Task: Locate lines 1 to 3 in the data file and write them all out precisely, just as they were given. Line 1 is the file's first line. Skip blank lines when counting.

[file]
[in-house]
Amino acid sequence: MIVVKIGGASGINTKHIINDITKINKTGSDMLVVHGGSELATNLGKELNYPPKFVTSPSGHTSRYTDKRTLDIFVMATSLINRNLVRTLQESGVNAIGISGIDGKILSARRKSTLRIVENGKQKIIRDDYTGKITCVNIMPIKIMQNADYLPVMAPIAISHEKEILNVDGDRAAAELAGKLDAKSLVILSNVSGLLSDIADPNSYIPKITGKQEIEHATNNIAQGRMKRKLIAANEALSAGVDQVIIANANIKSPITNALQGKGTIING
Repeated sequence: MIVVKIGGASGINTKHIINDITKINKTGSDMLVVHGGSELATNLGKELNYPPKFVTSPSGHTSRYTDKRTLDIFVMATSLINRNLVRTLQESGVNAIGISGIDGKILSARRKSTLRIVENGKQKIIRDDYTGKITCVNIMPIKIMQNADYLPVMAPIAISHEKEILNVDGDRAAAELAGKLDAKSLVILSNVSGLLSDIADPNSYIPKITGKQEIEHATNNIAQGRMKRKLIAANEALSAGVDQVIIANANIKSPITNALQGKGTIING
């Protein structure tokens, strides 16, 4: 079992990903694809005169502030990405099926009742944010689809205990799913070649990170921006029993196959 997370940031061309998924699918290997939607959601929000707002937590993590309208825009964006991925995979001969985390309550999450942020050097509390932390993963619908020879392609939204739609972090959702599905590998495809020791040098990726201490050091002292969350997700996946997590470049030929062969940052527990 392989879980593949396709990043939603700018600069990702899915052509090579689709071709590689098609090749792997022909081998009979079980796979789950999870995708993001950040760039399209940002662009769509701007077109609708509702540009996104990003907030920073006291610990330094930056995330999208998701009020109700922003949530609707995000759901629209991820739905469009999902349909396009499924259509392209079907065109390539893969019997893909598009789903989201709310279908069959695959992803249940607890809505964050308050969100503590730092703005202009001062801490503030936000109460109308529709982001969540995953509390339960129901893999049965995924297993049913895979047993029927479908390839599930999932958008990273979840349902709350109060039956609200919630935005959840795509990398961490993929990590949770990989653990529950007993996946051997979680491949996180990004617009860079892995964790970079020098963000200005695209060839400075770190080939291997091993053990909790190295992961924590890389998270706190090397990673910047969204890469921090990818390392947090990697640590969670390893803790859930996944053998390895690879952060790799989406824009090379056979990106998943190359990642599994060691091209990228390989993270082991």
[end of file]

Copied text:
[in-house]
Amino acid sequence: MIVVKIGGASGINTKHIINDITKINKTGSDMLVVHGGSELATNLGKELNYPPKFVTSPSGHTSRYTDKRTLDIFVMATSLINRNLVRTLQESGVNAIGISGIDGKILSARRKSTLRIVENGKQKIIRDDYTGKITCVNIMPIKIMQNADYLPVMAPIAISHEKEILNVDGDRAAAELAGKLDAKSLVILSNVSGLLSDIADPNSYIPKITGKQEIEHATNNIAQGRMKRKLIAANEALSAGVDQVIIANANIKSPITNALQGKGTIING
Repeated sequence: MIVVKIGGASGINTKHIINDITKINKTGSDMLVVHGGSELATNLGKELNYPPKFVTSPSGHTSRYTDKRTLDIFVMATSLINRNLVRTLQESGVNAIGISGIDGKILSARRKSTLRIVENGKQKIIRDDYTGKITCVNIMPIKIMQNADYLPVMAPIAISHEKEILNVDGDRAAAELAGKLDAKSLVILSNVSGLLSDIADPNSYIPKITGKQEIEHATNNIAQGRMKRKLIAANEALSAGVDQVIIANANIKSPITNALQGKGTIING